Hardland: A Novel
Countering the notion that a Western is usually a genre book for relaxed reading, Hardland portrays the reality of working women in Arizona Territory in 1899 through the harsh, demanding life of Ruby Fortune: once a performer in a touring Wild West show, then an abused wife who takes drastic steps to save her own life and those of her children. When at last she’s running a roadside inn, Ruby finds affection with an outcast whose very presence in her home could get them both killed.
Sweeney’s stunning portrayal of this tough-minded woman, whose determination focuses on her boys but who’s forced to make terrible compromises in a society where a lone woman is an automatic target, is both compelling and memorable. Who’d guess that Ruby’s bold toughness comes directly from mothering? “Children … even when they’re grown, a piece of yourself walks around outside of you, and you just can’t let go.”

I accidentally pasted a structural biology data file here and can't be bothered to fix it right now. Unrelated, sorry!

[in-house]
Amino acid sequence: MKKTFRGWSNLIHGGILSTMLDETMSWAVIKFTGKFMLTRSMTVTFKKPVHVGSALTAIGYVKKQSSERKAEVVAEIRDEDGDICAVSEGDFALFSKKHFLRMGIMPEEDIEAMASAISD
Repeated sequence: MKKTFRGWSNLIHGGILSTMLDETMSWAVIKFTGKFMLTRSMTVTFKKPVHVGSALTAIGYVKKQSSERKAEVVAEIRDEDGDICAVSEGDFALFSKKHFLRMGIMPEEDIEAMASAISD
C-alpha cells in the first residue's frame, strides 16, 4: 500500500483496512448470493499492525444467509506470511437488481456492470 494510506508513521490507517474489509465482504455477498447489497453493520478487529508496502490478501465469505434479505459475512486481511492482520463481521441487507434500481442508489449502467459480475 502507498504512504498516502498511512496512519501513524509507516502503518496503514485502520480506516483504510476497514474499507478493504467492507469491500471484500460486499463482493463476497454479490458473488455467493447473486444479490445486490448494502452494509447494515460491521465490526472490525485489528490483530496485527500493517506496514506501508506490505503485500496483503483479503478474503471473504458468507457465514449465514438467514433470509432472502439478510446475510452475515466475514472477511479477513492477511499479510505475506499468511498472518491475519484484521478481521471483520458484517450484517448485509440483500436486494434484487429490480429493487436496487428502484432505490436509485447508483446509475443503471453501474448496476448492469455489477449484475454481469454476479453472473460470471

At the book’s opening, Ruby challenges the reader to decide whether she’s bound for Heaven or Hell. By resisting all easy answers, the fast-paced and intense narrative makes such a judgment complex and risky—but also essential. Packed with details from boots to derringers to scorpions to crime and politics, Hardland also insists on loyalty, friendship, and the interdependence that settler life demanded then, and still does. Such a braid of values and courage counters the admittedly violent and harsh conditions shown, so that the novel reaches far beyond the classic Western genre, for a wide range of readers who value survival, honesty, and love.